How Much Do Personal Trainers Cost?
We get this question a lot, so we figured why not unshroud the mystery of personal training prices. When you begin your journey to find a personal trainer, the first question you will most likely ask is "what is this going to cost me?" And after doing some quick Google searches, you will soon realize most personal trainers and training facilities do not post their prices publicly. This is actually a point of recurring debate amongst the fitness industry, but the general consensus agrees that posting prices might scare off clients before trainers get a chance to demonstrate the value they can offer. While that may be true, that doesn't help the average person trying to decide if hiring a fitness coach is right for them.
So let's get to the unshrouding of the mystery. How much do personal trainers cost? The answer is: it depends. In reality, the cost of a personal trainer depends on several factors with the most important being location and experience. We'll cover these two factors in this post and also offer some general guidance on the prices we see in the community.
Location, Location, Location!
Personal trainers have expenses too. And typically their largest expense is their location. Whether it be a big box gym, a small local studio or their own facility - your personal trainer is paying rent in some way. This could be a flat monthly rent, like you would pay to rent an apartment. Or it could be one of many models including revenue sharing, hourly rates or a price per client. Regardless of how the personal trainer pays for their location, the cost of their location is baked into their pricing. And depending on what corner of the country you are located in, rent prices can vary wildly.
For a couple of extreme examples, a 1,000 square foot studio in a sparsely populated suburb could cost less than $10,000 in rent per year. If that same studio were located on upper Fifth Avenue in Manhattan, it could cost well over a million dollars in yearly rent. So the cost of rent is a large reason why personal training prices vary so much from city to city.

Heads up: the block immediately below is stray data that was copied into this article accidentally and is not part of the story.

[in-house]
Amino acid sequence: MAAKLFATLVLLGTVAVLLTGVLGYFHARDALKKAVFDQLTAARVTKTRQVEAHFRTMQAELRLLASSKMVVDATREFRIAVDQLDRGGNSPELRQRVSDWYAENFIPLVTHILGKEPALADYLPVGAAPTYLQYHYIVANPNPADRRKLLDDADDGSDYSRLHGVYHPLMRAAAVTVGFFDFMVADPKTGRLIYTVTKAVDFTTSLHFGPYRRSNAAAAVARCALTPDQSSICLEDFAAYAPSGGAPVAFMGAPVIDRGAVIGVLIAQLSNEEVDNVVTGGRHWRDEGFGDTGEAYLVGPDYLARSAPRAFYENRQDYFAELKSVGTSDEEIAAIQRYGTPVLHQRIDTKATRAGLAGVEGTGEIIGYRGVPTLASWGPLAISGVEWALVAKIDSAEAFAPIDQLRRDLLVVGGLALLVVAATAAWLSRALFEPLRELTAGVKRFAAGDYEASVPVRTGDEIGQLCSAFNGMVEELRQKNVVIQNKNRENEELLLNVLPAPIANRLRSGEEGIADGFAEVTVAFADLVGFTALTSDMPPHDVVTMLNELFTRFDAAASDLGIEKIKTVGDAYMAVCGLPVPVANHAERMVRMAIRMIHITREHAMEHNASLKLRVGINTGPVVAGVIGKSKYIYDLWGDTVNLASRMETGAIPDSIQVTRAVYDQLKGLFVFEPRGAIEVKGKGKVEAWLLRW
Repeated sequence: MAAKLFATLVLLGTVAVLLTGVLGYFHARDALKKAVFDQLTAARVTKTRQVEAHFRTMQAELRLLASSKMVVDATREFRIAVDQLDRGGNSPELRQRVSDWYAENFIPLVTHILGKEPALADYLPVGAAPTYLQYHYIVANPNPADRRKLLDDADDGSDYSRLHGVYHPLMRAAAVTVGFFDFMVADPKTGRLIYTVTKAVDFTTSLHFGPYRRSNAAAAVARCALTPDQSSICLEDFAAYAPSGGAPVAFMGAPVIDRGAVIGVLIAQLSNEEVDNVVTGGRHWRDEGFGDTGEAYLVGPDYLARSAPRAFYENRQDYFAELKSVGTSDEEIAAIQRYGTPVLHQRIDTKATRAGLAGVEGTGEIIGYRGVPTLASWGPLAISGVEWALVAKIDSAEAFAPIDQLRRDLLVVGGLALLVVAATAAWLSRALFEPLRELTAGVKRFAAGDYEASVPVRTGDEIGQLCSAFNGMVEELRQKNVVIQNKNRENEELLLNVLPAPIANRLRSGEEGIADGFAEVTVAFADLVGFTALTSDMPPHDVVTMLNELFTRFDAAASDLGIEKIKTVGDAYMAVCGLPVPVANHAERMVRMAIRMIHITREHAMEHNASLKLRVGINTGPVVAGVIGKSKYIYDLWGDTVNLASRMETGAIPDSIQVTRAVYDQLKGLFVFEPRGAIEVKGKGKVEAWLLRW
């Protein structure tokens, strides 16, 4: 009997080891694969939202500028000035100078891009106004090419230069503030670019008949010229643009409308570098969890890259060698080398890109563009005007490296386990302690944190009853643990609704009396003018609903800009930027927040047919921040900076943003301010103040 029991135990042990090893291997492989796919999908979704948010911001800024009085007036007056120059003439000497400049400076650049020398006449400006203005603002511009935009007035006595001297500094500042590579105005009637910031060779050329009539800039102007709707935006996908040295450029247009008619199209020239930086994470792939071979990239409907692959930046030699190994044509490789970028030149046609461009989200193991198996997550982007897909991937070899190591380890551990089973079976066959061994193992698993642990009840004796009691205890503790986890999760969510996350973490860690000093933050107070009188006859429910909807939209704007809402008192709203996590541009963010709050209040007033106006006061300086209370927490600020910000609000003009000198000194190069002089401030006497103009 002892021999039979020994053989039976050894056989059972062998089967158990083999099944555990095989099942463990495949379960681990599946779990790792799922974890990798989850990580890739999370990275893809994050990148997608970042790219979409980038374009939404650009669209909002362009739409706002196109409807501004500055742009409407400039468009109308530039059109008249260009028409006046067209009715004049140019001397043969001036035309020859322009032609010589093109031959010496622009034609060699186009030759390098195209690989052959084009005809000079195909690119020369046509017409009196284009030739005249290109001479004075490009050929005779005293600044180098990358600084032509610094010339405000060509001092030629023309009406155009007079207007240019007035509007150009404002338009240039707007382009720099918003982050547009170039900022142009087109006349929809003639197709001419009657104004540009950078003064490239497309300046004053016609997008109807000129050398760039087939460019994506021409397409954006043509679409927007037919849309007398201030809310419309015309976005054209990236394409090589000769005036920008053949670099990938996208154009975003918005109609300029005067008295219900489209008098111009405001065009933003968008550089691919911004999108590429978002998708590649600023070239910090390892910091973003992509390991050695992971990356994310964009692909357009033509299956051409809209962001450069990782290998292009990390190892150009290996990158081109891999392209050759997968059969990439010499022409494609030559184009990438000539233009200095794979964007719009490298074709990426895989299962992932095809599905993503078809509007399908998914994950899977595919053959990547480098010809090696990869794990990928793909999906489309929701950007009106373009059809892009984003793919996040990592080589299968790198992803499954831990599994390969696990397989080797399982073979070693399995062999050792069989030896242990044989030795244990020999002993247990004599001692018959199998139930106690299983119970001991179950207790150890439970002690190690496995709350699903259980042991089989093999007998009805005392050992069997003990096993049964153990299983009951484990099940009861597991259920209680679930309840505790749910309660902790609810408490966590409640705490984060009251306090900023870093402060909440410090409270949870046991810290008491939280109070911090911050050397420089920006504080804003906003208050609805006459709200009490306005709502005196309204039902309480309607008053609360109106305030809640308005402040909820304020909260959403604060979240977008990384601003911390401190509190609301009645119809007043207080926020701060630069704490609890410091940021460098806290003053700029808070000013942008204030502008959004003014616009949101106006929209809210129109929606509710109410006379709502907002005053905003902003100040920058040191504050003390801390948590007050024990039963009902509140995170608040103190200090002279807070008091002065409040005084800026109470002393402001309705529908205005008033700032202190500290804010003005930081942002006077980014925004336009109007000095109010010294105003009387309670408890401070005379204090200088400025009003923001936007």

Let's also not forget the equipment though. Commercial gym equipment isn't cheap. And if your trainer is using a facility that has premium equipment, the cost of the equipment is trickling down to the personal trainer's wallet also, which then gets reflected in their pricing.
So then how do these items impact the personal trainer's overall pricing? Well think about it this way, if you are meeting your trainer in a nearby park and using free weights and resistance bands, you should expect a steep discount on pricing - somewhere between $30 and $45 per hour would be reasonable because the personal trainer doesn't have many expenses. Keep in mind, you get what you pay for. When you train outdoors, your personal trainer will not have all the equipment at their disposal to optimize your exercise, and at some point you will be dealing with the elements. Harsh weather can totally disrupt your training plans, which will limit your ability to actually achieve your fitness goals.